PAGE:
There’s no doubt the past 12 months have been tough for everyone, none more so than our heroic front line workers who have been vital in ensuring our essential services have been running smoothly. Hopefully this advice will go some way in making what may seem like routine chit chat in the cab that bit more meaningful.
A banned drink driver crashed his car then punched and racially abused the taxi driver he'd phoned to take him away from the scene.
ChronicleLive reports that Motor menace Kristian White knew he was over-the-limit and disqualified from driving when he got behind the wheel of his Ford Fiesta with a female passenger one evening in June last year.
The 25-year-old then crashed the vehicle on Selby Gardens, in Wallsend, but rather than stay at the scene and face the consequences, he rang for a taxi, a court was told.
Prosecutor, Rebecca Slade, told Newcastle Magistrates' Court: "He got in the rear of the taxi and shouted "F****** drive, f****** drive past that car" while pointing towards his crashed car.
"The defendant then got out to fetch the female and stated they was going to Ashington. They both appeared drunk to the taxi driver."
The court heard that, soon after, White started swearing and told the cabbie "Drive you brown b******, you p*** b******".
He then repeatedly racially abused the victim while the journey continued until White decided to get out.
Miss Slade said: "The defendant punched the Perspex screen in the taxi. He opened the passenger door and tried to kick the driver but only managed to kick the centre console.
"However, he then punched him to the side of the head, which caused immediate pain but no last injury."
The police were called and White was arrested but initially denied any wrongdoing. He gave a breathalyser reading of 68 microgrammes of alcohol in 100ml of breath, when the legal limit is just 35.
White pleaded not guilty to a string of offences but later changed his plea to guilty to one count each of careless driving, racially aggravated assault, driving while disqualified, driving with excess alcohol and driving with no insurance.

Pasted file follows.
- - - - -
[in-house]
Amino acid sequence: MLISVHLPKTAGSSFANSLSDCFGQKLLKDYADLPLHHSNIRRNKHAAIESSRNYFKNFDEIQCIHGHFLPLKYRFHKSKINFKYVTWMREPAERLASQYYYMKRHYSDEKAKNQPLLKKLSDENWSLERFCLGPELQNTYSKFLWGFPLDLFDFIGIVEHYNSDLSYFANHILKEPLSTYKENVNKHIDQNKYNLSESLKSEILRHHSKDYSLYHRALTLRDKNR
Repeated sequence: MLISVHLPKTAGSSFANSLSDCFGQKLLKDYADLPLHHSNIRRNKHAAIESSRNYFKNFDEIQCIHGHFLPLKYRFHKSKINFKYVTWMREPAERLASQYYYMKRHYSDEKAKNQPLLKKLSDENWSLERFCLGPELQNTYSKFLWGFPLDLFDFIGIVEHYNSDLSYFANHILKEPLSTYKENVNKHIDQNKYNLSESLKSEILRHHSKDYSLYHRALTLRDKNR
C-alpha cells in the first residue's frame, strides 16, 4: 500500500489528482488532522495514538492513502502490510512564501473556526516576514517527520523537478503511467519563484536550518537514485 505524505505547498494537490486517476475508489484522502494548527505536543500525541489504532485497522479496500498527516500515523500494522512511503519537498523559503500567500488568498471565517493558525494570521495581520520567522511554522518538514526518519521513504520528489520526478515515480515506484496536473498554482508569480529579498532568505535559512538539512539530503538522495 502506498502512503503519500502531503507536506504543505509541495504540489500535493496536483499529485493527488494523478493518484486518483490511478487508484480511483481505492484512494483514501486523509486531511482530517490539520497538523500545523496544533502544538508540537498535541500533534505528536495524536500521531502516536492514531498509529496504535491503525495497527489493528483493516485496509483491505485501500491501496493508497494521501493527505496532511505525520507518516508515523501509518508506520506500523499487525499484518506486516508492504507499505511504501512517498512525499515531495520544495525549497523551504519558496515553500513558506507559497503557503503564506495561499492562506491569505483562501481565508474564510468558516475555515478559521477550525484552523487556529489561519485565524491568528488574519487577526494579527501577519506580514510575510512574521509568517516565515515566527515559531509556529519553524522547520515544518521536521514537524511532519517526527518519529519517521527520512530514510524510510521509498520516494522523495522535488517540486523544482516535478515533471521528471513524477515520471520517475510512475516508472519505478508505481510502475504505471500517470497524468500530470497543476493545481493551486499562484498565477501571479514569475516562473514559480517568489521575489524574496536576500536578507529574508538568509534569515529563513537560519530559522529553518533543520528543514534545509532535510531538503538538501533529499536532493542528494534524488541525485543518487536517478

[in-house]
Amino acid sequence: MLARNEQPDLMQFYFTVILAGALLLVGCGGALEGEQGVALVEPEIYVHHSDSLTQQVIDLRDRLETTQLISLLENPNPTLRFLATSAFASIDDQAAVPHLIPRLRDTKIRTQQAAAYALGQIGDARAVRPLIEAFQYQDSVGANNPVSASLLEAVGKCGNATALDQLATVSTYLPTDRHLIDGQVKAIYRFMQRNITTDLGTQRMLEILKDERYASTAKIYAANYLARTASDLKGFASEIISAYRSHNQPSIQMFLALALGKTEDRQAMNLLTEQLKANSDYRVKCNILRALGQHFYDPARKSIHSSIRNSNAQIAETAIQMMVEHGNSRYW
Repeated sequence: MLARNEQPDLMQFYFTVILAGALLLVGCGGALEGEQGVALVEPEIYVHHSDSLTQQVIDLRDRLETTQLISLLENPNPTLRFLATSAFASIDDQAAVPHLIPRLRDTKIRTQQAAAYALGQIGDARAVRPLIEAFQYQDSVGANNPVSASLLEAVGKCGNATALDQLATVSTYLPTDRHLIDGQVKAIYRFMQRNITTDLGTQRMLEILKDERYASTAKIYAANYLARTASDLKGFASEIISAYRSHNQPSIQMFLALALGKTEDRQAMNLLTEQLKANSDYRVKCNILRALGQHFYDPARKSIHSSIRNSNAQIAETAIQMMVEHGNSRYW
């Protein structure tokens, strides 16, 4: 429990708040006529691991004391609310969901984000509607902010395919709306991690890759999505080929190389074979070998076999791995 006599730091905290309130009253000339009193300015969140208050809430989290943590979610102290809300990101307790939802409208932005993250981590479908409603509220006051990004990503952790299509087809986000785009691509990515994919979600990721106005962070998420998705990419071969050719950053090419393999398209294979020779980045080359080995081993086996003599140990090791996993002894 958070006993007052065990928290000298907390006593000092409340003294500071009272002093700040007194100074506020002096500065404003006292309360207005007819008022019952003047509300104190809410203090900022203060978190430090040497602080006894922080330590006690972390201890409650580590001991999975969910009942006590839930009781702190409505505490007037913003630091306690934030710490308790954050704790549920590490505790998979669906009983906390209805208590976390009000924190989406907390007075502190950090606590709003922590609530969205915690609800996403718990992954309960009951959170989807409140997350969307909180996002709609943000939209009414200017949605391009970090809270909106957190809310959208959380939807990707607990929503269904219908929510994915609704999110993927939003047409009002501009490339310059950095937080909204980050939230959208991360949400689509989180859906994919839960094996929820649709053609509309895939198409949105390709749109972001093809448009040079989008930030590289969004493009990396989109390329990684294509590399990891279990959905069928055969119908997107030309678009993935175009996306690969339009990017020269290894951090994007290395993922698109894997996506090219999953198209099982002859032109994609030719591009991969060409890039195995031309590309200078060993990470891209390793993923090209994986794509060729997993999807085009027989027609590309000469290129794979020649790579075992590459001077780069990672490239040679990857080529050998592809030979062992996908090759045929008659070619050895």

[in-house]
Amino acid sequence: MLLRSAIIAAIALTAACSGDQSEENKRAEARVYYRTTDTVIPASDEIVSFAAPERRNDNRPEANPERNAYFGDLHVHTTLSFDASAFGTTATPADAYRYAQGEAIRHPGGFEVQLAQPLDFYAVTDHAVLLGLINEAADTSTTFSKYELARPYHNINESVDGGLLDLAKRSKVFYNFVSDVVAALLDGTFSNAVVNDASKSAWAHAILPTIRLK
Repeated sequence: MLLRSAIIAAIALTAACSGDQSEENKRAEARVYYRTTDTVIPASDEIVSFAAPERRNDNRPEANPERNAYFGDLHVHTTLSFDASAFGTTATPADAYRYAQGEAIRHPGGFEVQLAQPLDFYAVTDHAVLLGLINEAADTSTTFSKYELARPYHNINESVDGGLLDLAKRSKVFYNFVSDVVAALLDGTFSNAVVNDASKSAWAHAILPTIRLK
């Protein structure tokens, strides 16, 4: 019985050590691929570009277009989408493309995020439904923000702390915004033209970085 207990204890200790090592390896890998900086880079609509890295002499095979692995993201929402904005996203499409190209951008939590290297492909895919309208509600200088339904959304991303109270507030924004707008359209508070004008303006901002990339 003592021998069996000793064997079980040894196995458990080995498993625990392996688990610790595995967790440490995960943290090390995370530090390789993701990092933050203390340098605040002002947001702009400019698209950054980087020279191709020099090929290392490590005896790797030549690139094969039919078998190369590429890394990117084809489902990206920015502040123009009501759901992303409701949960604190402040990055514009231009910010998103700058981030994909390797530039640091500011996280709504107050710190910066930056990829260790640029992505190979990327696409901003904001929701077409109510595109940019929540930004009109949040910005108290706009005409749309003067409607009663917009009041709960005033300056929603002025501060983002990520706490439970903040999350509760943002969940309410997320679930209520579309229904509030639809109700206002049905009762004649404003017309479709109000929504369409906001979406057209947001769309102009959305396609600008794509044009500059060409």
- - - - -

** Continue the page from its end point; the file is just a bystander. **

Giving him a 23-week jail sentence, suspended for 18 months, District Judge Sarah Griffiths said: "If you were appearing before me today not having been sentenced to two custodial sentences which post date these offences and if you had not responded so positively while in custody for those offences, you would absolutely be going straight to prison today.
"You have a poor record for driving offences. You drove while disqualified with excess alcohol. You have no regard for the laws of the road and drove carelessly. You have got a dangerous driving on your record in the past as well. You're a danger to the public. There was an accident on this occasion, though fortunately nobody was injured or killed."
Speaking of the racist attack, the judge added: "It's a long time since I heard repeated and continued racist abuse towards a member of public. That person was carrying out his job as a taxi driver. He picked you up, despite your behaviour towards him from the outset.
"The racist abuse you used towards him was foul and you ought to be thoroughly ashamed. There's absolutely no place for it in society."
The court heard that, since the offence, White had stopped alcohol and substance misuse, was on medication for ADHD, had got a job and was back with his partner.
As well as the suspended sentence, White was ordered to do 100 hours of unpaid work and was banned from the roads for 42 months.
He must also pay £300 compensation to the cabbie.
Mobility company Ola is launching a new EV category on its ride-hailing platform, which will allow riders to specifically book rides in a fully electric vehicle. The category, called Ola EV, is a global first for the SoftBank-backed enterprise and will be available across London from Thursday 13 May.